The Guggenheims

Meyer Guggenheim (February 1, 1828 – March 15, 1905) was the patriarch of what became known as the Guggenheim family. He was born in Lengnau, Aargau, Switzerland, was of German Jewish ancestry and emigrated to the United States in 1847. He started out in the importing business, but made his and his family’s fortune in mining and smelting. He and his wife Barbara had ten surviving children. Five of his seven sons were active in the family businesses:

The Guggenheim family refers to a number of descendants of Meyer Guggenheim who were known for their global successes and for possessing one of the largest fortunes in the world, and later for their philanthropy in diverse areas such as modern art and aviation, including several Guggenheim Museums as well as the Guggenheim Aeronautical Laboratory and I. M. Pei’s Guggenheim Pavilion at Mount Sinai Medical Center in New York City. The Guggenheim family was a Swiss emigrant family of Jewish ancestry to United States. They sold off their global mining interests following World War I. Later, nitrate mines were purchased in Chile and with new techniques, their operations began to compete with German nitrate produced by the Haber process. Metal mining, for example copper, continued in the United States.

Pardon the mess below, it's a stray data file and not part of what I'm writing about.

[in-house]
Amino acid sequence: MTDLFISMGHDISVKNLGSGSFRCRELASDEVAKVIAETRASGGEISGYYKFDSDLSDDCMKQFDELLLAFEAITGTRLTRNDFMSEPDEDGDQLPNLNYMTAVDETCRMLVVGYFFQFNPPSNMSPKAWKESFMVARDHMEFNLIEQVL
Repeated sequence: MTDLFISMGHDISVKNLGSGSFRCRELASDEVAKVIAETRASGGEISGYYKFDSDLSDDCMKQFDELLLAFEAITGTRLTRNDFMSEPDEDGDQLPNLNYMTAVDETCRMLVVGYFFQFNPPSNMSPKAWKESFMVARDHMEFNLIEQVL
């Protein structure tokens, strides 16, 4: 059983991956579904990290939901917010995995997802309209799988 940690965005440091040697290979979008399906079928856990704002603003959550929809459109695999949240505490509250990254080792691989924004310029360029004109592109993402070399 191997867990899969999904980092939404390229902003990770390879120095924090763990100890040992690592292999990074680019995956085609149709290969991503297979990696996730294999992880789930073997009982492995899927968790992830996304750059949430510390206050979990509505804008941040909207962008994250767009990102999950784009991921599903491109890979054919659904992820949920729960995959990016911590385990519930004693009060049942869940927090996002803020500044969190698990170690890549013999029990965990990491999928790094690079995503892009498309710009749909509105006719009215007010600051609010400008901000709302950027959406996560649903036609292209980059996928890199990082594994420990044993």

The Guggenheim Museum Bilbao, along the Nervión River in downtown Bilbao


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One Response to The Guggenheims

  1. alfy says:

    If ever you visit Venice, and everyone should, at some time or other, and you think, “I wonder how I could get into one of those palaces along the Grand Canal?” Look no further. The Venice Guggenheim museum is housed in one and you can sit out on the terrace to watch the water world go by. The museum is skilfully hidden among little streets close to the Accademia Bridge, a large wooden structure.

    For art lovers there is a wealth of material there, especially the strange, surreal work of Max Ernst. (Cue for deskarati to post something.) On the terrace is a bronze of a man with an erection, trying to ride a horse. The horse seems to be winning and the rider looks likely to fall off at any minute. (I shall see if I can find a pic for Jim to post)

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